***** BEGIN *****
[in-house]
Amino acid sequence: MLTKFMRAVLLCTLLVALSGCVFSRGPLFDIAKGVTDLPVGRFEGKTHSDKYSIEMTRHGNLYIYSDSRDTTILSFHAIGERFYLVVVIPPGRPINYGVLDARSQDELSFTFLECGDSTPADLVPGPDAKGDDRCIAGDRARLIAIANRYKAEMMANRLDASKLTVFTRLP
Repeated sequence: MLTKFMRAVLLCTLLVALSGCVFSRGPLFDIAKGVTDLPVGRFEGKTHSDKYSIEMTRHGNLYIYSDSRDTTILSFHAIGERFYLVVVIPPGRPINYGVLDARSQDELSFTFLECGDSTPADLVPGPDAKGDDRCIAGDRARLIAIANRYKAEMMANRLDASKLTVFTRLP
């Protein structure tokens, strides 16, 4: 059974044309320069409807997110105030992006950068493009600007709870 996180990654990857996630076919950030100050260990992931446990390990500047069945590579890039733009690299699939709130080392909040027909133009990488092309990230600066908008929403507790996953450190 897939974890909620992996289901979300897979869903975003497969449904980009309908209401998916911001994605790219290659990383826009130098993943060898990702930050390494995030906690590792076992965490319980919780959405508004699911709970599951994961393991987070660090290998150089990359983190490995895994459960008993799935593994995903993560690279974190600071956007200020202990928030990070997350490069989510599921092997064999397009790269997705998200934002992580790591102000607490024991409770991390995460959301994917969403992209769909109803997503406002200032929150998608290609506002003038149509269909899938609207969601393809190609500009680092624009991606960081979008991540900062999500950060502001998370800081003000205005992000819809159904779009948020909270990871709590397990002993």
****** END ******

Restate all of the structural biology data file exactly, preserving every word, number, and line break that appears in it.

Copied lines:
[in-house]
Amino acid sequence: MLTKFMRAVLLCTLLVALSGCVFSRGPLFDIAKGVTDLPVGRFEGKTHSDKYSIEMTRHGNLYIYSDSRDTTILSFHAIGERFYLVVVIPPGRPINYGVLDARSQDELSFTFLECGDSTPADLVPGPDAKGDDRCIAGDRARLIAIANRYKAEMMANRLDASKLTVFTRLP
Repeated sequence: MLTKFMRAVLLCTLLVALSGCVFSRGPLFDIAKGVTDLPVGRFEGKTHSDKYSIEMTRHGNLYIYSDSRDTTILSFHAIGERFYLVVVIPPGRPINYGVLDARSQDELSFTFLECGDSTPADLVPGPDAKGDDRCIAGDRARLIAIANRYKAEMMANRLDASKLTVFTRLP
């Protein structure tokens, strides 16, 4: 059974044309320069409807997110105030992006950068493009600007709870 996180990654990857996630076919950030100050260990992931446990390990500047069945590579890039733009690299699939709130080392909040027909133009990488092309990230600066908008929403507790996953450190 897939974890909620992996289901979300897979869903975003497969449904980009309908209401998916911001994605790219290659990383826009130098993943060898990702930050390494995030906690590792076992965490319980919780959405508004699911709970599951994961393991987070660090290998150089990359983190490995895994459960008993799935593994995903993560690279974190600071956007200020202990928030990070997350490069989510599921092997064999397009790269997705998200934002992580790591102000607490024991409770991390995460959301994917969403992209769909109803997503406002200032929150998608290609506002003038149509269909899938609207969601393809190609500009680092624009991606960081979008991540900062999500950060502001998370800081003000205005992000819809159904779009948020909270990871709590397990002993």